I have heard many times from bewildered yet earnest family-history seekers some variation of the following: “Every time I start working on my family history, I feel like I’m just wasting time.  I go to a genealogy class. We open up FamilySearch and ‘start working’ but soon the research time is up and I have to quit. When I come back to it the next week, it’s like I didn’t do anything at all before and I just spin my wheels again for another hour.” If this scenario happens to you on a recurring basis, you might be missing . . . (drum roll!) . . .

The Magic Link!

The magic link between your ancestors and you is a research log! This little item can save you so many hours of wasted searching time.  “But it would be such a bother to stop my research and fill that thing out every time I look at a different record!” you might say.  It could be a bother if we didn’t have word processing software that can copy and paste. These days, it takes just seconds to keep your focus. Think of the research log as a tool in your genealogy toolbox. You can do the job faster and better with the right tools.

Instead of writing down the names of record collections as you search them, there’s an even faster way to use your new tool. When you want to manage your time well and have a productive day, you might make out a list the night before to schedule your day out, right?  Well, planning ahead works wonders with a research log, too.  Here’s what to do.

  • First, decide one thing you want to find out. Then write that at the top of your log.  This is your research goal and it will keep you focused.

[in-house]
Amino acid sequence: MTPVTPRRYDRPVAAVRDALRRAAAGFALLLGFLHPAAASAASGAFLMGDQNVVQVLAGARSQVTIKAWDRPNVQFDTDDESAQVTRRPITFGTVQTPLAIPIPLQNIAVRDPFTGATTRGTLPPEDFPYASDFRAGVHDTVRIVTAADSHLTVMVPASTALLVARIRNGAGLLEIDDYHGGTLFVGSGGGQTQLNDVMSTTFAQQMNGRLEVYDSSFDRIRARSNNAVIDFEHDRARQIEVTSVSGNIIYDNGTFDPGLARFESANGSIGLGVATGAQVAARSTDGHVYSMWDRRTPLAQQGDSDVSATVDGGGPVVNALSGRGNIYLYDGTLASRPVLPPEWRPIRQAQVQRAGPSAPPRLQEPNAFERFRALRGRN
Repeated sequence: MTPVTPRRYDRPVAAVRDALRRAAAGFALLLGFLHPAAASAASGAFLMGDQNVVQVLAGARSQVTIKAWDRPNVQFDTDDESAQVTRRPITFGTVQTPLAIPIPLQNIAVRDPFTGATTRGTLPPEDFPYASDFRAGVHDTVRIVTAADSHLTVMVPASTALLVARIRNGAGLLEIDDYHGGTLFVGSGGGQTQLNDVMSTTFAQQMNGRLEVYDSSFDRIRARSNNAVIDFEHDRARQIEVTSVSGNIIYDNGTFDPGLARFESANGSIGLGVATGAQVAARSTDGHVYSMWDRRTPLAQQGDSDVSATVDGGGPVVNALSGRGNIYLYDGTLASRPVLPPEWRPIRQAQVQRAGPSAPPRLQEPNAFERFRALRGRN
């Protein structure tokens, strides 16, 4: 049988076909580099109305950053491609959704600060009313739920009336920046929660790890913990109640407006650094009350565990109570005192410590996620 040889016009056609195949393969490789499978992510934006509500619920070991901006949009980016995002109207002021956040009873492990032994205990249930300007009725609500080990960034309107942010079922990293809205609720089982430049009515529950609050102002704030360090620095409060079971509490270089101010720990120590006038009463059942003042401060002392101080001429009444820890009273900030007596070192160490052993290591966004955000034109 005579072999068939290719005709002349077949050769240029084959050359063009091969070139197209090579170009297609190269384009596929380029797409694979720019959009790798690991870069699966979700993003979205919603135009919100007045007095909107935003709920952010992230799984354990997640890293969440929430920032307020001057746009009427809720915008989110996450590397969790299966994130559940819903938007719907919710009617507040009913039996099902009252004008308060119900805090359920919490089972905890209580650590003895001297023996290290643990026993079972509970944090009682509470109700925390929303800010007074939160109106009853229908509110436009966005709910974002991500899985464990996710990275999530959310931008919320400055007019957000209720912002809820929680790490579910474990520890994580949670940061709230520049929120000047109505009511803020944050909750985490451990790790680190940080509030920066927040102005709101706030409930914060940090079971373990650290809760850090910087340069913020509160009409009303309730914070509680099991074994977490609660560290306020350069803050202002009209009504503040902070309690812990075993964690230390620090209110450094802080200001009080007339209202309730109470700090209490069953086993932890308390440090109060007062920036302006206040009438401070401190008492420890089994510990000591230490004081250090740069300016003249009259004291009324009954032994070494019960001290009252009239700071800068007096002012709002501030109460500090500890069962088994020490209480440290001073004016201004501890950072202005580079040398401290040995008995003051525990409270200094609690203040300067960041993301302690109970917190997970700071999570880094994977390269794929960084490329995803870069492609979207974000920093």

• Look at records for the location you want to search. You can do a Google search for genealogical records repositories and the name of the location and find lots of options. Each repository will have an index and a way to find their holdings. If you look in FamilySearch (free) click Search–>Catalog–>Place–>type in a location–>click Search and up will come a nice subject listing of everything FamilySearch has available.  Click on the type of record you are looking for.
  • Now just take your log and copy and paste into your log the record collections available for the years you need. Open the record collections one at a time and write what you find into your log.  If you find nothing, write nil.
  • Next week when you want to spend an hour doing some family history research, just pull out your log and you will be able to see what you’ve already looked at and what still needs to be checked.
  • When you finish looking at all of the record collections on your log, you may wish to try looking under another subject or looking in another record repository and making another list. At this point, you will have a reference to check against so you don’t search the same record collection twice.
  • If you get your research question answered by two or three solid sources (see this article about the best sources to use) and feel sure about your findings, you can start a new research log with a new question!
  • And best of all, you can say, “Hey, I got something done this time!”

Is this organized and efficient or what?!!!  Want one more easy tip?  Create or copy your log in Google Docs, OneDrive, iCloud, or a similar cloud storage service. You will not have to keep track of a piece of paper. Your log will be available on your phone or other device any time. And your hard work will not disappear when you have computer problems!

Click here for a free research log template. For more in depth training on the subject of research logs, watch these great educational videos by David Diltz available at familysearch.org.

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